As was widely expected, the US Federal Reserve's Open Market Committee cut short-term interest rates by 50 basis points today, setting the federal funds rate at 5.5 percent. This is the second time this month that the Fed has moved to cut interest rates, ending a 19-month inflation-fighting bias with a pair of quick and robust rate cuts to counteract the threat of a recession.
The US economy is showing signs of strain, with eroding consumer confidence and weakening corporate purchasing power due to rising energy costs. The risk created by these factors is that they could undercut productivity gains that have kept inflation at bay. The FOMC, however, remains optimistic about the productivity gains that are keeping inflation under control, stating, "The longer-term advances in technology and accompanying gains in productivity, however, exhibit few signs of abating and these gains, along with the lower interest rates, should support growth of the economy over time. "Earlier Wednesday, the Commerce Department announced that the US gross domestic product grew just 1.4 percent in the fourth quarter, well short of the 2.2 percent economists had expected, and the lowest growth rate since 1995. On Tuesday, the Conference Board said consumer confidence has dropped to its lowest level since December 1996. In his testimony before Congress last week, Fed Chairman Alan Greenspan said that consumer confidence, more than any other factor, is at the vortex of the risks that can spin a faltering economy into recession.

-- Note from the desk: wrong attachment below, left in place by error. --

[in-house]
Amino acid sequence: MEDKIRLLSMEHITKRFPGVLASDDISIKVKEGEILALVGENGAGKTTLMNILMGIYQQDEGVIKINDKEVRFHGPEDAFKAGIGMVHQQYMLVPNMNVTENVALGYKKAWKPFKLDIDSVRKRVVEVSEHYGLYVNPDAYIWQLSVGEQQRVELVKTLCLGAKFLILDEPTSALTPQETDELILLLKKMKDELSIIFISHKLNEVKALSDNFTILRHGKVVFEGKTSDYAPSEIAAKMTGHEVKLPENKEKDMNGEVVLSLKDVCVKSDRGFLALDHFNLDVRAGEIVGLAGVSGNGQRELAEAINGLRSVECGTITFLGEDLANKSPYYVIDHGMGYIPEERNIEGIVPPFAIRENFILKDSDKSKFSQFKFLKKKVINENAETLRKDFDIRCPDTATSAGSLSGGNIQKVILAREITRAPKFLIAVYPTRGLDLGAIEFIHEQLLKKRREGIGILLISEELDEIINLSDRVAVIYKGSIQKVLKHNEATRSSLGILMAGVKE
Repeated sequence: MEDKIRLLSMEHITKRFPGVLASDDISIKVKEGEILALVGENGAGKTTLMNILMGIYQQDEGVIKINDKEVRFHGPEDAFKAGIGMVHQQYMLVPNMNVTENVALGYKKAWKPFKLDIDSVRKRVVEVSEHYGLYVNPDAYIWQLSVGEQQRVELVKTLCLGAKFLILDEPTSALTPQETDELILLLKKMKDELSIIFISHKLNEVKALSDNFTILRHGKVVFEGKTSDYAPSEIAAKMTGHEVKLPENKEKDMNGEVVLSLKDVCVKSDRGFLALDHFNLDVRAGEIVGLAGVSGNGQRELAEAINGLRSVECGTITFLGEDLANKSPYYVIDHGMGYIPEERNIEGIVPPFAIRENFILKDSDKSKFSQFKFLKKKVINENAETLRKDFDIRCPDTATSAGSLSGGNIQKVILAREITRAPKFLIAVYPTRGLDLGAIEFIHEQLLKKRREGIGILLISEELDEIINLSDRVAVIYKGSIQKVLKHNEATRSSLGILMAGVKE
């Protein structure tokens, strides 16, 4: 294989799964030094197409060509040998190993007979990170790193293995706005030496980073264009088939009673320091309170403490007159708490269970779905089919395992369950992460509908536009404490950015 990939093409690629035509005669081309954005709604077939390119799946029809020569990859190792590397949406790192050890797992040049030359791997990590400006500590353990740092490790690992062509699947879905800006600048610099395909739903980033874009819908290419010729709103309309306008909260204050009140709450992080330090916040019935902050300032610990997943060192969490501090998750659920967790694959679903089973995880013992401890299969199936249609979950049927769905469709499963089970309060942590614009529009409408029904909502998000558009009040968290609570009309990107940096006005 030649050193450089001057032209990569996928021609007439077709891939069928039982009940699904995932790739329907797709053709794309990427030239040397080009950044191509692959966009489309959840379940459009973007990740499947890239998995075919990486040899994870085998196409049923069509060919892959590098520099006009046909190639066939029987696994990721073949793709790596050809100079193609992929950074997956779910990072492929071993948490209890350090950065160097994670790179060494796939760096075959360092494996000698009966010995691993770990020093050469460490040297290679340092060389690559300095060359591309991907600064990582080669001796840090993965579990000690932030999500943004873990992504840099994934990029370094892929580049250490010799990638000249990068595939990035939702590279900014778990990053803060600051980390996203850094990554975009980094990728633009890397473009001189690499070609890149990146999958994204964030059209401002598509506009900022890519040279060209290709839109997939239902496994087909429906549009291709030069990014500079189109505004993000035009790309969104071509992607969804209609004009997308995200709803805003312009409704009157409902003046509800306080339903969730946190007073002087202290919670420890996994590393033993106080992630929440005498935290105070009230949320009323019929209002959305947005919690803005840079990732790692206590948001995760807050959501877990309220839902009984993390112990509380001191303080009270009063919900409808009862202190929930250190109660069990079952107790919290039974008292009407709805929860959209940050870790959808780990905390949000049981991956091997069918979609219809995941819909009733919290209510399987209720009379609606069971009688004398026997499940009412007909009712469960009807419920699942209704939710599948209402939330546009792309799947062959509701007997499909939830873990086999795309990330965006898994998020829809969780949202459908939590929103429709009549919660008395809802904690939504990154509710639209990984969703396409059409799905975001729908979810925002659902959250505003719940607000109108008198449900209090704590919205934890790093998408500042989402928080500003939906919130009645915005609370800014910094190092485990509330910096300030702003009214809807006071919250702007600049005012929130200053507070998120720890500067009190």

The Fed made only a passing mention of inflationary risks in its statement, and rather focused on rapidly devolving economic conditions that point to a very real threat of recession. In the statement, the Fed said that "taken together, and with inflation contained, these circumstances have called for a rapid and forceful response of monetary policy."
Financial markets had expected a 50 basis-point rate cut, but there had been rumors that the cut might be even larger. Stocks have reacted to the news by selling off modestly.